1926 Subpart J – Welding and Cutting

1926 Subpart P – Excavations

1926 Subpart S – Underground Construction

1926.956—Underground Electric Transmission and Distribution Work

What Resources Does OSHA Currently Offer Regarding Confined Spaces in Construction?

Confined Space in Construction Safety and Health Topic Webpage
A nice overview of links and information.

Anatomy of Confined Spaces in Construction
An introduction to the types of hazards (inherent and induced), typical confined spaces, and unusual conditions.

Overview of Regulations Concerning Confined Spaces In Construction
Tons of helpful outreach information.

Construction Industry Safety and Health Outreach Program
More helpful information and resources.

Construction Pocket Guide
Overview of construction hazards and solutions; safety and health resources; cooperative and state programs; and safety success stories.

Where Will I Be Able to Find this New Rule In the Regulations (Once It Exists)?

It looks like it will be 1926 Subpart AA, 1926.1200.

Does OSHA Have Information about the New Proposed Rule?

Not about the current version of new proposed rule, but here’s a document titled Confined Spaces in Construction (Proposed Rule) that discusses the version proposed in 2007. Since then, there has been a comments period and those comments are being incorporated into the rule that will be released in 2013. Much of the information in this post is drawn from this OSHA document.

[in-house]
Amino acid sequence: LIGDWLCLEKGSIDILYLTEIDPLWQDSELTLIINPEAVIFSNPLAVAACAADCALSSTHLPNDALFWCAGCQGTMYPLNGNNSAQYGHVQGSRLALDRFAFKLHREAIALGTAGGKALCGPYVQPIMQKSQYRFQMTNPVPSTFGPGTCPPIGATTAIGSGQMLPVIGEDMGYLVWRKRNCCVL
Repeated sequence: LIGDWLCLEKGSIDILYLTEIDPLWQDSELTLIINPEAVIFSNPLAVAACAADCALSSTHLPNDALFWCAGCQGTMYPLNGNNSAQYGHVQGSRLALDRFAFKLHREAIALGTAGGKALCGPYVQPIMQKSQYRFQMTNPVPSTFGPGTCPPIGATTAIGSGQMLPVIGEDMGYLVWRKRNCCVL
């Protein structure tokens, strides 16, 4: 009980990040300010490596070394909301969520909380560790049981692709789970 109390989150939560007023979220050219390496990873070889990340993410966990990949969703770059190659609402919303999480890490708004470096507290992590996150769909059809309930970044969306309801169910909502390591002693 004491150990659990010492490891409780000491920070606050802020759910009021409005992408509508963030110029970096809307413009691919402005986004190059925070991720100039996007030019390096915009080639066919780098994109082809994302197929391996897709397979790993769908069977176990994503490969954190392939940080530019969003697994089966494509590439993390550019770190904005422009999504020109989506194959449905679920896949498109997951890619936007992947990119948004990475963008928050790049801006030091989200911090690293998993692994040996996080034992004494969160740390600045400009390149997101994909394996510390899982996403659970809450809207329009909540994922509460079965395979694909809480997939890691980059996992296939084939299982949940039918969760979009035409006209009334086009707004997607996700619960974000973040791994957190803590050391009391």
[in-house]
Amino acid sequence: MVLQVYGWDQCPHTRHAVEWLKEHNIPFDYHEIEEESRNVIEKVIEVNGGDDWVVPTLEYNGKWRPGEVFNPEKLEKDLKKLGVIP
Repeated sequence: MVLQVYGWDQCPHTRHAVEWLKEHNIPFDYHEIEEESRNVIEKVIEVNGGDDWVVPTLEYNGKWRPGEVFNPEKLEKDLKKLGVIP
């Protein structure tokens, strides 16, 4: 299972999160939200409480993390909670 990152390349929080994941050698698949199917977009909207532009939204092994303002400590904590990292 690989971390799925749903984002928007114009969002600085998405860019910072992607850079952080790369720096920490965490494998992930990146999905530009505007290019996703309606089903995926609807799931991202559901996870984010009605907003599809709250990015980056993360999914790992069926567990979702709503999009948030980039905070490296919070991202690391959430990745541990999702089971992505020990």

Has OSHA Summarized the New Standard?

No. But they DID summarize the proposed rule in 2007, before the comments period and any incorporation of those comments, so here’s that information:

Definition of Confined Space:
A space that is large enough and arranged in such a manner that employees can enter the space, has limited or restricted means of entry/exit and is not designed for continuous employee occupancy.

Employers’ First Responsibility:
Determine if there is a confined space at a job site.

If There is a Confined Space:
Determine if there are existing or potential hazards in the space.

If There Are Hazards:
Classify the space according to the physical and atmospheric hazards found in it.

The Four Hazard Classifications:
Isolated-Hazard Confined Space, Controlled-Atmosphere Confined Space, Permit-Required Confined Space, and Continuous System-Permit-Required Confined Space